The direct way is simply that - approaching a person and asking them directly whether they would be interested in Network Marketing. Even though this seems to be the most simple way of going about it, it gets complicated by the fact that most people do not know what Network Marketing is, but like to think that they do. Apart from that there are scammers everywhere - just take a look at the spam in your email inbox for the proof of how far some people out there are willing to go.
The fact is that when you get approached by someone that wants you to "look at a business opportunity", the odds are you will stay on the side of caution and avoid them - I know I usually do...
The advantage to this method is that it is direct and to the point and thus simple to do and to teach; the disadvantage is that you need to approach too many people for it to be practical in the real world. And remember, people buy only from those they know, like and trust - you will need to approach hundreds of people before one of them will be open to taking a risk and going into business with a stranger.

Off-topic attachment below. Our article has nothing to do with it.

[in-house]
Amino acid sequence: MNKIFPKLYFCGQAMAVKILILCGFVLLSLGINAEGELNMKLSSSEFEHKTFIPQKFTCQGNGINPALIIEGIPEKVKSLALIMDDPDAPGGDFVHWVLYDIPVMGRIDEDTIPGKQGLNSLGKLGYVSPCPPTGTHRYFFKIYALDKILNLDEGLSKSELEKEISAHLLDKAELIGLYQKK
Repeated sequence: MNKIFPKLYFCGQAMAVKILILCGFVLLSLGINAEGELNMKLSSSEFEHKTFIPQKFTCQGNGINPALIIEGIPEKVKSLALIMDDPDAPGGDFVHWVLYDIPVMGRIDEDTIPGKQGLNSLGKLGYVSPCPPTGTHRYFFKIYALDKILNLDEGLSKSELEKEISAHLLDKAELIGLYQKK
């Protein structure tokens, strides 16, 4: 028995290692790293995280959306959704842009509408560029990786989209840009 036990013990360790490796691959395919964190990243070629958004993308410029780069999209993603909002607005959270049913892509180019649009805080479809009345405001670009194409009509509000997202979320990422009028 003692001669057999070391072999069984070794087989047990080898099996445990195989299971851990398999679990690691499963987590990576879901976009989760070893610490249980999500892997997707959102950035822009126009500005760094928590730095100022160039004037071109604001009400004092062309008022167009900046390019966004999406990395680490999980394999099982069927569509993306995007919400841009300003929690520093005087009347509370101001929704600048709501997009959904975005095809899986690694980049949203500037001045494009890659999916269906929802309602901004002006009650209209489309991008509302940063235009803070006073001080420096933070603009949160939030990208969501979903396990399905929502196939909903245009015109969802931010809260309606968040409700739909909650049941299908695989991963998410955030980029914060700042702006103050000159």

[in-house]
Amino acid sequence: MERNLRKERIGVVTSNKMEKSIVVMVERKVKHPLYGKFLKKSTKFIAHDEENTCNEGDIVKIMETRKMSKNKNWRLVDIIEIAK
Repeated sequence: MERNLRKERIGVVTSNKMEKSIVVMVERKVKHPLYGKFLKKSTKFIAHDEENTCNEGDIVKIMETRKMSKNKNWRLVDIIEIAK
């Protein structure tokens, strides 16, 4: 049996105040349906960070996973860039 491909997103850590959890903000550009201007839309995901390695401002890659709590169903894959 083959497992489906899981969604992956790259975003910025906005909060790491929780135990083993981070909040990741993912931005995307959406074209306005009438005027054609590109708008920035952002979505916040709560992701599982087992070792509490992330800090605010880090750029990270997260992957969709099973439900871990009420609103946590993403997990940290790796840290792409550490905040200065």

So, what if you know this person? The one exception where this sometimes works is when you approach close friends and family - they already know you, so they will at least take the time to hear you out. On the other hand, they were also around when you failed in your previous business venture or got bad grades in school - they might know and like you, but not necesarily trust you to help them be successful.
The "conversational" method
The "conversational" way is a step up from the "direct" method. Instead of directly asking a person whether they are interested in joining your team, you ask them certain qualifying questions throughout your conversation to see whether they have a problem that your opportunity can help solve.
This is better in the sense that it respects the other person's choices as well as focusses on their needs instead of yours. Of course, this also means that you do not bring the subject up, unless you are completely sure that they can make use of what you have to offer. If you are skilled at it, you can even refuse to bring it up until they explicitly ask you to.